Before the season, Indianapolis Colts second-year safety Melvin Bullitt was known, if he was known at all, for one thing.
He wore Dominic Rhodes' old number.
Rhodes tried to get No. 33 back. He made some offers and kept getting rebuffed. Bullitt had a good reason; it was a tribute to his father. Bullitt held onto the number.
“I don't know too many people who want me to give it back now,” Bullitt said.
No, Bullitt has made No. 33 his number this year, and has become one of the more surprisingly invaluable players on the Colts. In retrospect, we should have known he'd be a key - he's the backup for perennially injured star Bob Sanders.
Bullitt leads the Colts with four interceptions (tied for second-best in the NFL) and has ended three games with a final pick: both wins against Houston and the win at Pittsburgh.
As the Colts (6-4) head to San Diego (4-6) for an 8:15 p.m. Sunday game with playoff implications, Bullitt slips into his usual role.
He's planning like he's the starter, but bracing for a reduced role if Sanders returns to the field.
“I have to prepare like a starter because we never know who's going to be up or down,” Bullitt said. “San Diego's very explosive. They have a lot of weapons they like to throw to. They've got two backs who can hit a home run on any play and one of the best tight ends in the league.”
Bullitt speaks the truth. The Chargers might be the most enigmatic team in the NFL, but they remain extremely dangerous for any defensive secondary. Philip Rivers is 18-2 at home in his career, including 4-1 this season. He leads the AFC with a 100.8 passer rating. He's thrown an NFL-best 21 touchdown passes. He has four games of 300 or more yards passing.
Bullitt and the rest of the secondary will be tested as Rivers looks for wide receivers Chris Chambers and Vincent Jackson as well as tight end Antonio Gates. Then there's the running back duo of LaDainian Tomlinson and Darren Sproles, skilled on the ground or in the short passing game. Sproles returned a kickoff and a punt for touchdowns in the Chargers' regular-season win over the Colts last year.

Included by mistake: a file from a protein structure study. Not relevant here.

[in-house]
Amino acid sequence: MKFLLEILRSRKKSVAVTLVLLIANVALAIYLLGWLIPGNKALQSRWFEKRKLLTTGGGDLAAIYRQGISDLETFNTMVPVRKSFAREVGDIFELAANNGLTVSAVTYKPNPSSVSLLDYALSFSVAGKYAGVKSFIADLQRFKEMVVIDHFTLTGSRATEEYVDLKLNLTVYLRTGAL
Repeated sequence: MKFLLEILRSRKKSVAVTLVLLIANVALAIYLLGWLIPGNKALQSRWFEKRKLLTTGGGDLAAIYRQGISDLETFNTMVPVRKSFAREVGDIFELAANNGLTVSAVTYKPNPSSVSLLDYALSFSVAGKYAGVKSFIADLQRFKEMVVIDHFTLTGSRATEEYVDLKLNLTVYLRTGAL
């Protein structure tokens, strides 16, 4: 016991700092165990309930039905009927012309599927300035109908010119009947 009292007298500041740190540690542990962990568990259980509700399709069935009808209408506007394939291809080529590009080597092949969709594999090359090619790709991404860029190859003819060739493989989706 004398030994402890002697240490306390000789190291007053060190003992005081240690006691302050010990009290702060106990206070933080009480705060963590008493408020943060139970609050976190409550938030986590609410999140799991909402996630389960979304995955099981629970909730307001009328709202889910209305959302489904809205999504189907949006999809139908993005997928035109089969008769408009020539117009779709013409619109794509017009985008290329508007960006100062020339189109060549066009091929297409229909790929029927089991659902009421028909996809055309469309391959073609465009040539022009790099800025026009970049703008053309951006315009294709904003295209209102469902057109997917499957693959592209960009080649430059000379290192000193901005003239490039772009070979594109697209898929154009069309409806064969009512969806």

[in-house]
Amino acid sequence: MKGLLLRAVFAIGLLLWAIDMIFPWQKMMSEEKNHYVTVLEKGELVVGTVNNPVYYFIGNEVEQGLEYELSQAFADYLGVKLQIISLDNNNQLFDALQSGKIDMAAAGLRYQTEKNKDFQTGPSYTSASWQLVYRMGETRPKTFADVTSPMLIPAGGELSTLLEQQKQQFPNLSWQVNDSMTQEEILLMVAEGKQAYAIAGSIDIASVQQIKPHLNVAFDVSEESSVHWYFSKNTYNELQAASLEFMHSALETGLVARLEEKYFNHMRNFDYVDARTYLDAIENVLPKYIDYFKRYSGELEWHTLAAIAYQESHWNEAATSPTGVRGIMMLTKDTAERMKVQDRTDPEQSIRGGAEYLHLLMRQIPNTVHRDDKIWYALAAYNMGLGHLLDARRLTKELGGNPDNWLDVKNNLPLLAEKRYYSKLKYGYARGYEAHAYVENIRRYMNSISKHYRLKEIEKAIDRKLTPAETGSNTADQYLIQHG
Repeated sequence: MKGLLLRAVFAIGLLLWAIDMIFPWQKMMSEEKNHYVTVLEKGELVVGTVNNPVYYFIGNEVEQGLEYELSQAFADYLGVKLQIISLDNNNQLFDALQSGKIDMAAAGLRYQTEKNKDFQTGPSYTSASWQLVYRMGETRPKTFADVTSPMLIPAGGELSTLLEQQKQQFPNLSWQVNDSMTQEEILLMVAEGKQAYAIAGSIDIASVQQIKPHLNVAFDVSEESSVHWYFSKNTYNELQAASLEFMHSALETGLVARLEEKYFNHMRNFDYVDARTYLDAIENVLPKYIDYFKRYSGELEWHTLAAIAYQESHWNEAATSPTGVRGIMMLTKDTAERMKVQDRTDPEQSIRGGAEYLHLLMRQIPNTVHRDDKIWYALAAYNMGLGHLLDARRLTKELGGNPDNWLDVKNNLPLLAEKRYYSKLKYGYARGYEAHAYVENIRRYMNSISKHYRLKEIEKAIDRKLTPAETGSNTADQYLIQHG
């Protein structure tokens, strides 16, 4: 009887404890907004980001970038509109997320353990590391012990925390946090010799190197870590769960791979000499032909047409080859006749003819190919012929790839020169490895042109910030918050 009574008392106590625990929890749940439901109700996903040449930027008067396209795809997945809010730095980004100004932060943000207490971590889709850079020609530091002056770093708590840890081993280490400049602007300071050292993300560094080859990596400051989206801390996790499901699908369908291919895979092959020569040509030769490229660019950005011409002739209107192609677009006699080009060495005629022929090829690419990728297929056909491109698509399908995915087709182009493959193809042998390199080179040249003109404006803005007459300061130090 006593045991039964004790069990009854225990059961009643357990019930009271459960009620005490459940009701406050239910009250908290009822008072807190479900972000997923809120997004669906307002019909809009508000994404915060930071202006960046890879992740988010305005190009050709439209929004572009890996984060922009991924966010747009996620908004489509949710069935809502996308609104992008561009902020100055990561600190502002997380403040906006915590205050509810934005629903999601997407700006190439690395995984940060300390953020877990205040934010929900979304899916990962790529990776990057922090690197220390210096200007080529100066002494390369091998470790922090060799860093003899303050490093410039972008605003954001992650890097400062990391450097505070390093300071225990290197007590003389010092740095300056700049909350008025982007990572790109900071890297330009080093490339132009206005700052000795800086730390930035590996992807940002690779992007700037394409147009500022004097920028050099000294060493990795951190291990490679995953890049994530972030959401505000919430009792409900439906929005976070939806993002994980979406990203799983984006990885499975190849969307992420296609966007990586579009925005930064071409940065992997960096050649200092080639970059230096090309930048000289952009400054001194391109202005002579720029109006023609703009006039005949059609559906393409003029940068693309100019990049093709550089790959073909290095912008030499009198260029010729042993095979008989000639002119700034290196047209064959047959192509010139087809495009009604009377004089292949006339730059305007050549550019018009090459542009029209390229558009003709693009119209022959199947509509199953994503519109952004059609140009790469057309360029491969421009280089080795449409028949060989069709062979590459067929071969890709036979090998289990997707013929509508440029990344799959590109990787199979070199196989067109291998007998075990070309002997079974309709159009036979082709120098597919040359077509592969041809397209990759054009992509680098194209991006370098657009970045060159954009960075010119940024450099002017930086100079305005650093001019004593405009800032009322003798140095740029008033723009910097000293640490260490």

“One thing we've been seeing is that our confidence is built up around here,” Bullitt said. “We have a lot of different guys playing (in the secondary) and everyone feels like they can go out and do the job.”
Bullitt, who was signed as an undrafted free agent out of Texas A&M last season, says he has relied on Sanders and fellow safety Antoine Bethea to help him prepare for the variety of offenses he has faced this season. They also provide general strategies for surviving at safety in the NFL.
“They definitely tell me different things they've been through,” Bullitt said. “What they see out of me is what they did a year or two ago when they first became a starter. And that's good because they both turned out to be great players.”
Bullitt earned a lot of praise for his game-ending interception against Houston last week, but he looks back on that game and sees Steve Slaton escaping his would-be tackle for a 71-yard touchdown run. He sees other missed assignments and plays he didn't make.
In other words, he's driven to shore up weaknesses rather than strut with success.
“There's so much I still have to learn,” Bullitt said. “Last week wasn't one of my better weeks. People were like, ‘He played so good,' but there was so much more I could do and I'm looking forward to doing that this week.”
He's not dwelling on the missed tackle of Slaton. He's learning from it.
“You're going to make some plays and miss some,” Bullitt said. “You just want to make more than you miss. … I'm just glad when I can go out there and make some plays.”
Bullitt's play has been invaluable because Sanders is so injury-prone. If and when Sanders returns to the lineup, the depth that has been added to the secondary with Bullitt's playing experience should pay off.
Bullitt fits comfortably in No. 33 these days. Rhodes powers ahead like a runaway train in his new uniform, No. 38.
In the most important ways, the Colts still have the winning numbers.